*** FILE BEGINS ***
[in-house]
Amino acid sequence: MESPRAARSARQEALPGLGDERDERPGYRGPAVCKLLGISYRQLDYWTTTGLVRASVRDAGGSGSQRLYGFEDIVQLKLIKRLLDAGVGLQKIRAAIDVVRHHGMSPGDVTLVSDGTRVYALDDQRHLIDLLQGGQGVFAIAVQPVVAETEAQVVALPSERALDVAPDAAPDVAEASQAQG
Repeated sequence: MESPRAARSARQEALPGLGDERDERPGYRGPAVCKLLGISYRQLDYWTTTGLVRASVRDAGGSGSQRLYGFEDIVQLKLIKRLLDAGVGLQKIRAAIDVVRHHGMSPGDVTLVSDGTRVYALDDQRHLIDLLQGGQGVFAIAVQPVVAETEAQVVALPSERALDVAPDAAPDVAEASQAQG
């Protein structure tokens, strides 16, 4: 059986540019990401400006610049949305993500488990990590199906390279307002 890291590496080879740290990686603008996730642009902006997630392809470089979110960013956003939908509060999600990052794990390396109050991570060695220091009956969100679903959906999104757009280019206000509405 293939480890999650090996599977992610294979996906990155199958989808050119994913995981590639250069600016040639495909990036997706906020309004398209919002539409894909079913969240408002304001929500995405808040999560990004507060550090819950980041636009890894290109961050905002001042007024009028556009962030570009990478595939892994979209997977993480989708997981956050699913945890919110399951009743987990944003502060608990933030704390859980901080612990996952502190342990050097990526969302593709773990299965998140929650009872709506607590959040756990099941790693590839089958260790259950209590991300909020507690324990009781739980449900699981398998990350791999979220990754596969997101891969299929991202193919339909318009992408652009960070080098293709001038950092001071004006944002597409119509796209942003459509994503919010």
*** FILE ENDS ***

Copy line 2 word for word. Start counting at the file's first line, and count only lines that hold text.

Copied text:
Amino acid sequence: MESPRAARSARQEALPGLGDERDERPGYRGPAVCKLLGISYRQLDYWTTTGLVRASVRDAGGSGSQRLYGFEDIVQLKLIKRLLDAGVGLQKIRAAIDVVRHHGMSPGDVTLVSDGTRVYALDDQRHLIDLLQGGQGVFAIAVQPVVAETEAQVVALPSERALDVAPDAAPDVAEASQAQG